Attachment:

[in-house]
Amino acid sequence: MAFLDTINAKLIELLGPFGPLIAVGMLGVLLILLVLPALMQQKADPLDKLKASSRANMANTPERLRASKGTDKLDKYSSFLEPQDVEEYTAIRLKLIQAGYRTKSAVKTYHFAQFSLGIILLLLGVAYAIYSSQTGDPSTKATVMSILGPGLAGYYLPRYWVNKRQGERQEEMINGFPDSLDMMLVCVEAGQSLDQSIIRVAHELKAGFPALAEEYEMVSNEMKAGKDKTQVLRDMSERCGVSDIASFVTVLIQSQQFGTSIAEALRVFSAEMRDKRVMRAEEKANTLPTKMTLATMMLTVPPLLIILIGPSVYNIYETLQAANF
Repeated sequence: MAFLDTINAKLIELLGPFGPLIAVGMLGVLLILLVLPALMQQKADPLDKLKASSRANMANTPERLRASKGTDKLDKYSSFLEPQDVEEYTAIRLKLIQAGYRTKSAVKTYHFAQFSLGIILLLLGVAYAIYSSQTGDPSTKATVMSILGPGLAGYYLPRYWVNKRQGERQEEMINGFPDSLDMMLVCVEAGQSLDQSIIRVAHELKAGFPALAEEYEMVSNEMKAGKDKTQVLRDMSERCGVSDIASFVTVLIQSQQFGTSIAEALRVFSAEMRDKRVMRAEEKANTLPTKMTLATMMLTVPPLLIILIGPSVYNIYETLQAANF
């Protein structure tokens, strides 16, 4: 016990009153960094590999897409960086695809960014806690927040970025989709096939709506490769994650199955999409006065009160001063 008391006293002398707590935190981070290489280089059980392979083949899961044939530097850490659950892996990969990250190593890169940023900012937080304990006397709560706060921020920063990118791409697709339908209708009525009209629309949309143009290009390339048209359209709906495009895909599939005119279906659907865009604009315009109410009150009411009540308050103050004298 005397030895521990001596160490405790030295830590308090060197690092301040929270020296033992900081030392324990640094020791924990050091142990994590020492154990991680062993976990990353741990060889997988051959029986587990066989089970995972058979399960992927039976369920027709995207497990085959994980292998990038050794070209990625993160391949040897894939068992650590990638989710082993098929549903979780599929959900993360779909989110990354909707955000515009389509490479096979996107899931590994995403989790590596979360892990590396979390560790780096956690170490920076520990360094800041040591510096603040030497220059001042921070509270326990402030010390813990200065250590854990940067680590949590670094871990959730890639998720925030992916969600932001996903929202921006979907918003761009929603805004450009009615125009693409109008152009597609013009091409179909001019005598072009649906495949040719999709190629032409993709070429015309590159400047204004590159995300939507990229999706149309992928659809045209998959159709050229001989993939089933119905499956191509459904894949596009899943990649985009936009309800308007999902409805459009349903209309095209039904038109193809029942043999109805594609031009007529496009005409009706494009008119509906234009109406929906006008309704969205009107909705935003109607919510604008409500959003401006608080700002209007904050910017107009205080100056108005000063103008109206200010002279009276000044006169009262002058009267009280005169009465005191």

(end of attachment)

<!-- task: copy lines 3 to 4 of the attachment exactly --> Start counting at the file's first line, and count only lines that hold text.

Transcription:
Repeated sequence: MAFLDTINAKLIELLGPFGPLIAVGMLGVLLILLVLPALMQQKADPLDKLKASSRANMANTPERLRASKGTDKLDKYSSFLEPQDVEEYTAIRLKLIQAGYRTKSAVKTYHFAQFSLGIILLLLGVAYAIYSSQTGDPSTKATVMSILGPGLAGYYLPRYWVNKRQGERQEEMINGFPDSLDMMLVCVEAGQSLDQSIIRVAHELKAGFPALAEEYEMVSNEMKAGKDKTQVLRDMSERCGVSDIASFVTVLIQSQQFGTSIAEALRVFSAEMRDKRVMRAEEKANTLPTKMTLATMMLTVPPLLIILIGPSVYNIYETLQAANF
């Protein structure tokens, strides 16, 4: 016990009153960094590999897409960086695809960014806690927040970025989709096939709506490769994650199955999409006065009160001063 008391006293002398707590935190981070290489280089059980392979083949899961044939530097850490659950892996990969990250190593890169940023900012937080304990006397709560706060921020920063990118791409697709339908209708009525009209629309949309143009290009390339048209359209709906495009895909599939005119279906659907865009604009315009109410009150009411009540308050103050004298 005397030895521990001596160490405790030295830590308090060197690092301040929270020296033992900081030392324990640094020791924990050091142990994590020492154990991680062993976990990353741990060889997988051959029986587990066989089970995972058979399960992927039976369920027709995207497990085959994980292998990038050794070209990625993160391949040897894939068992650590990638989710082993098929549903979780599929959900993360779909989110990354909707955000515009389509490479096979996107899931590994995403989790590596979360892990590396979390560790780096956690170490920076520990360094800041040591510096603040030497220059001042921070509270326990402030010390813990200065250590854990940067680590949590670094871990959730890639998720925030992916969600932001996903929202921006979907918003761009929603805004450009009615125009693409109008152009597609013009091409179909001019005598072009649906495949040719999709190629032409993709070429015309590159400047204004590159995300939507990229999706149309992928659809045209998959159709050229001989993939089933119905499956191509459904894949596009899943990649985009936009309800308007999902409805459009349903209309095209039904038109193809029942043999109805594609031009007529496009005409009706494009008119509906234009109406929906006008309704969205009107909705935003109607919510604008409500959003401006608080700002209007904050910017107009205080100056108005000063103008109206200010002279009276000044006169009262002058009267009280005169009465005191």